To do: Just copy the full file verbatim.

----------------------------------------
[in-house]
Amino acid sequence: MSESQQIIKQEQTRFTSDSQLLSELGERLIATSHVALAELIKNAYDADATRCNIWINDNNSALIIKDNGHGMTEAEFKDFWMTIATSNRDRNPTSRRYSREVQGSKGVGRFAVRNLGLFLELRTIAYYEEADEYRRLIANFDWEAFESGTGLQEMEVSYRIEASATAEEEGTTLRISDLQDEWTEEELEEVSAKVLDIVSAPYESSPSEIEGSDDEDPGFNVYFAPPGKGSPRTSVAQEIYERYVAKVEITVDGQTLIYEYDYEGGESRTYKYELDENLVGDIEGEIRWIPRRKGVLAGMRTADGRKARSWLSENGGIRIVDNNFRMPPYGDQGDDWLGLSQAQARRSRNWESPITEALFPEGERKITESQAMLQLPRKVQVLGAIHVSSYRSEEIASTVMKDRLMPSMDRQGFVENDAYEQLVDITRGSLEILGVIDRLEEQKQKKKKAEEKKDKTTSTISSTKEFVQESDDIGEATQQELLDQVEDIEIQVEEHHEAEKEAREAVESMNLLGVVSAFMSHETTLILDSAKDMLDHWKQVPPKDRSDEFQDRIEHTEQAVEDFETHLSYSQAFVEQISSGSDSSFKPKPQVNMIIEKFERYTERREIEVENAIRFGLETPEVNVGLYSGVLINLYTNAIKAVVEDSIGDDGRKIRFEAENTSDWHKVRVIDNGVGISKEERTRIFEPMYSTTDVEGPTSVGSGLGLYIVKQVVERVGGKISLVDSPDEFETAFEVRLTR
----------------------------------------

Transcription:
[in-house]
Amino acid sequence: MSESQQIIKQEQTRFTSDSQLLSELGERLIATSHVALAELIKNAYDADATRCNIWINDNNSALIIKDNGHGMTEAEFKDFWMTIATSNRDRNPTSRRYSREVQGSKGVGRFAVRNLGLFLELRTIAYYEEADEYRRLIANFDWEAFESGTGLQEMEVSYRIEASATAEEEGTTLRISDLQDEWTEEELEEVSAKVLDIVSAPYESSPSEIEGSDDEDPGFNVYFAPPGKGSPRTSVAQEIYERYVAKVEITVDGQTLIYEYDYEGGESRTYKYELDENLVGDIEGEIRWIPRRKGVLAGMRTADGRKARSWLSENGGIRIVDNNFRMPPYGDQGDDWLGLSQAQARRSRNWESPITEALFPEGERKITESQAMLQLPRKVQVLGAIHVSSYRSEEIASTVMKDRLMPSMDRQGFVENDAYEQLVDITRGSLEILGVIDRLEEQKQKKKKAEEKKDKTTSTISSTKEFVQESDDIGEATQQELLDQVEDIEIQVEEHHEAEKEAREAVESMNLLGVVSAFMSHETTLILDSAKDMLDHWKQVPPKDRSDEFQDRIEHTEQAVEDFETHLSYSQAFVEQISSGSDSSFKPKPQVNMIIEKFERYTERREIEVENAIRFGLETPEVNVGLYSGVLINLYTNAIKAVVEDSIGDDGRKIRFEAENTSDWHKVRVIDNGVGISKEERTRIFEPMYSTTDVEGPTSVGSGLGLYIVKQVVERVGGKISLVDSPDEFETAFEVRLTR